Scientists from Human Genome Project
Junk DNA possible ET origin?
Alien DNAA group of researchers working at the Human Genome Project will be announcing soon that
they made an astonishing scientific discovery: They believe so-called non-coding sequences (97%) in
human DNA is no less than genetic code of an unknown extraterrestrial life form.
The non-coding sequences are common to all living organisms on Earth, from molds to fish to humans. In
human DNA, they constitute larger part of the total genome, says Prof. Sam Chang, the group leader.
Non-coding sequences, also known as "junk DNA", were discovered years ago, and their function
Unlike normal genes, which carry the information that intracellular machinery uses to synthesize
proteins, enzymes and other chemicals produced by our bodies, non-coding sequences are never used for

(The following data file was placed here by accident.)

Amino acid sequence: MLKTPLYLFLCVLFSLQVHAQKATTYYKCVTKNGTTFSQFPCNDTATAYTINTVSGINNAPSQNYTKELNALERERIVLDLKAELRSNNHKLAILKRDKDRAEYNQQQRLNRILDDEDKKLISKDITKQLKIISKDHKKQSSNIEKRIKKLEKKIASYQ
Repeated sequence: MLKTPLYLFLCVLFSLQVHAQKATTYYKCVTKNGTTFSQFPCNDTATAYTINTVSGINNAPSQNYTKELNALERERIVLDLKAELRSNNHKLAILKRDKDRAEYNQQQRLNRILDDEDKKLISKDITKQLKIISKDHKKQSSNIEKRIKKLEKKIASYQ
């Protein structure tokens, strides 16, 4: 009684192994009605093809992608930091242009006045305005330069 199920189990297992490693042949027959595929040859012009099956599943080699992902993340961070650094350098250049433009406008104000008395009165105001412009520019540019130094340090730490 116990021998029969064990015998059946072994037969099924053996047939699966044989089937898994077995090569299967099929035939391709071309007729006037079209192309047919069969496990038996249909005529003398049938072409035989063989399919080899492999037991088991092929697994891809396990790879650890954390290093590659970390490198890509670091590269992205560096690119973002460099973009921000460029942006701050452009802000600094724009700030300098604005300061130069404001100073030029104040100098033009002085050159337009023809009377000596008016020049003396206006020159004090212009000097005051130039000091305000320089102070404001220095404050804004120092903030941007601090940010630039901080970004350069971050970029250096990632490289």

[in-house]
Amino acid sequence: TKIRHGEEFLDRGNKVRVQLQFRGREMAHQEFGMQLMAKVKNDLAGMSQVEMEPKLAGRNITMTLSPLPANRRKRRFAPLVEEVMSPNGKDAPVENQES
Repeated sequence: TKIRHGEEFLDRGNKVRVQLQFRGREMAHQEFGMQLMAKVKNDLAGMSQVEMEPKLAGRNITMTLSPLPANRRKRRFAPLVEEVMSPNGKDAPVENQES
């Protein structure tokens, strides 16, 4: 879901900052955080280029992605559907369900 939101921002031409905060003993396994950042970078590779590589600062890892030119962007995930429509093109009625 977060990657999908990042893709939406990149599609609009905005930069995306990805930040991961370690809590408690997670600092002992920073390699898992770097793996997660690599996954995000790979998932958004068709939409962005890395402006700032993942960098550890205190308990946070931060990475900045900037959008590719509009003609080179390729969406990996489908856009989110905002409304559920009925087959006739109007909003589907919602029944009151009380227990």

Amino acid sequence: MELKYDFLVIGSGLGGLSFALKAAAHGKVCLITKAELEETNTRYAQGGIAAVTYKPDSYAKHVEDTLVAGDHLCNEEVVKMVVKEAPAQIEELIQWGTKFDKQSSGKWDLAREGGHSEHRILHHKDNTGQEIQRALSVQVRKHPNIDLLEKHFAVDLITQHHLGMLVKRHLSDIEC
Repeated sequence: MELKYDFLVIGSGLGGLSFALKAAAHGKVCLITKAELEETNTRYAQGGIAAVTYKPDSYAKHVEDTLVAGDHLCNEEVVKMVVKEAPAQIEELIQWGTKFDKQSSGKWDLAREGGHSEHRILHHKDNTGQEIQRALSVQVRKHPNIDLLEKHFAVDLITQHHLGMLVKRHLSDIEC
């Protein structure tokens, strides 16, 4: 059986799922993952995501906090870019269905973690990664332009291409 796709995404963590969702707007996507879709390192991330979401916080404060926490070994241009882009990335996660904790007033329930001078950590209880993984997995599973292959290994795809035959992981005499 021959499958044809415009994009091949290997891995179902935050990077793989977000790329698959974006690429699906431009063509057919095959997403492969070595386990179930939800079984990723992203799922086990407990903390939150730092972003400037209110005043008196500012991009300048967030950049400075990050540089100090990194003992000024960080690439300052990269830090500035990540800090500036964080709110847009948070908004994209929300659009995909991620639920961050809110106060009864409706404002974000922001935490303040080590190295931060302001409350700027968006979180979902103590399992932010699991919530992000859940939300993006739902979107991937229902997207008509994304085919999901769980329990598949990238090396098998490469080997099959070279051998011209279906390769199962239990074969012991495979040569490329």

any purpose. They are never expressed, meaning that the information they carry is never read, no
substance is synthesized and they have no function at all. We exist on only 3% of our DNA.
The junk genes merely enjoy the ride with hard working active genes, passed from generation to
generation. What are they? How come these idle genes are in our genome? Those were the question many
scientists posed and failed to answer - until the breakthrough discovery by Prof. Sam Chang and his
Trying to understand the origins and meaning of junk DNA Prof. Chang realized that he first needs a
definition of "junk". Is junk DNA really junk, (useless and meaningless) or it contains some information
not claimed by the rest of DNA for whatever reason? He once mentioned the question to an acquaintance,
Dr. Lipshutz, a young theoretical physicist turned Wall Street derivative securities specialist. "Easy,"
replied Lipshutz. "We’ll run your sequence through the software I use to analyze market data, and it will
show if your sequences are total garbage, "white noise", or there is a message in there." This new breed of
analysts with strong background in math, physics and